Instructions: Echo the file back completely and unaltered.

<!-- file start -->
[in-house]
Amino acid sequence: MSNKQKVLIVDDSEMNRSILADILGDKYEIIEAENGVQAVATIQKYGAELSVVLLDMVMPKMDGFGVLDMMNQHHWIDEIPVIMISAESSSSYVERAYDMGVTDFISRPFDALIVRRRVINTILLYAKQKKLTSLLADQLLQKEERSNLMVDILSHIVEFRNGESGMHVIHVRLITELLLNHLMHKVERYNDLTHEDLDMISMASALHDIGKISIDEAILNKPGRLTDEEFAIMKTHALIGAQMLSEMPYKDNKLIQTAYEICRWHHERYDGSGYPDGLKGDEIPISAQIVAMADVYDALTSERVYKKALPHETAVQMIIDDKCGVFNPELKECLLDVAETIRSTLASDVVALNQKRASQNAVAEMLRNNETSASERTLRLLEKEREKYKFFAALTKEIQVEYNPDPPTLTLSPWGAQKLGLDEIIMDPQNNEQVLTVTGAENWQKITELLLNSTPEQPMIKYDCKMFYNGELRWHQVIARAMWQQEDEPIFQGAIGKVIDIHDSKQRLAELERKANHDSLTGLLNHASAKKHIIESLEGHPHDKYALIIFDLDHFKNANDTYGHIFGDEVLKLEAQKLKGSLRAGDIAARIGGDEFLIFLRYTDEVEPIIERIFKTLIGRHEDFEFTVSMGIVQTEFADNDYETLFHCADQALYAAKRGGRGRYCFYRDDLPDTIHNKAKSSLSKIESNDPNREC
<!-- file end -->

[in-house]
Amino acid sequence: MSNKQKVLIVDDSEMNRSILADILGDKYEIIEAENGVQAVATIQKYGAELSVVLLDMVMPKMDGFGVLDMMNQHHWIDEIPVIMISAESSSSYVERAYDMGVTDFISRPFDALIVRRRVINTILLYAKQKKLTSLLADQLLQKEERSNLMVDILSHIVEFRNGESGMHVIHVRLITELLLNHLMHKVERYNDLTHEDLDMISMASALHDIGKISIDEAILNKPGRLTDEEFAIMKTHALIGAQMLSEMPYKDNKLIQTAYEICRWHHERYDGSGYPDGLKGDEIPISAQIVAMADVYDALTSERVYKKALPHETAVQMIIDDKCGVFNPELKECLLDVAETIRSTLASDVVALNQKRASQNAVAEMLRNNETSASERTLRLLEKEREKYKFFAALTKEIQVEYNPDPPTLTLSPWGAQKLGLDEIIMDPQNNEQVLTVTGAENWQKITELLLNSTPEQPMIKYDCKMFYNGELRWHQVIARAMWQQEDEPIFQGAIGKVIDIHDSKQRLAELERKANHDSLTGLLNHASAKKHIIESLEGHPHDKYALIIFDLDHFKNANDTYGHIFGDEVLKLEAQKLKGSLRAGDIAARIGGDEFLIFLRYTDEVEPIIERIFKTLIGRHEDFEFTVSMGIVQTEFADNDYETLFHCADQALYAAKRGGRGRYCFYRDDLPDTIHNKAKSSLSKIESNDPNREC